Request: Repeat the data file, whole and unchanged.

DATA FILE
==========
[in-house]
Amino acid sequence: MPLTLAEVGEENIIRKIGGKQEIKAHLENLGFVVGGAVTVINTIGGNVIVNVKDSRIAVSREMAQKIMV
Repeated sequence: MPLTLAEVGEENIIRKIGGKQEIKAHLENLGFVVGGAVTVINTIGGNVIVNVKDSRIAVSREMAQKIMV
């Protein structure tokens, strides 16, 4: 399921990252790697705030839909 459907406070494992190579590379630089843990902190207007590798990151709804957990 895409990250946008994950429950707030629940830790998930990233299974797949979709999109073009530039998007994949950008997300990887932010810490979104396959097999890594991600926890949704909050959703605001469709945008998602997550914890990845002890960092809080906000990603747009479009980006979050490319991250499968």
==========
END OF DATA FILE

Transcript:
[in-house]
Amino acid sequence: MPLTLAEVGEENIIRKIGGKQEIKAHLENLGFVVGGAVTVINTIGGNVIVNVKDSRIAVSREMAQKIMV
Repeated sequence: MPLTLAEVGEENIIRKIGGKQEIKAHLENLGFVVGGAVTVINTIGGNVIVNVKDSRIAVSREMAQKIMV
């Protein structure tokens, strides 16, 4: 399921990252790697705030839909 459907406070494992190579590379630089843990902190207007590798990151709804957990 895409990250946008994950429950707030629940830790998930990233299974797949979709999109073009530039998007994949950008997300990887932010810490979104396959097999890594991600926890949704909050959703605001469709945008998602997550914890990845002890960092809080906000990603747009479009980006979050490319991250499968």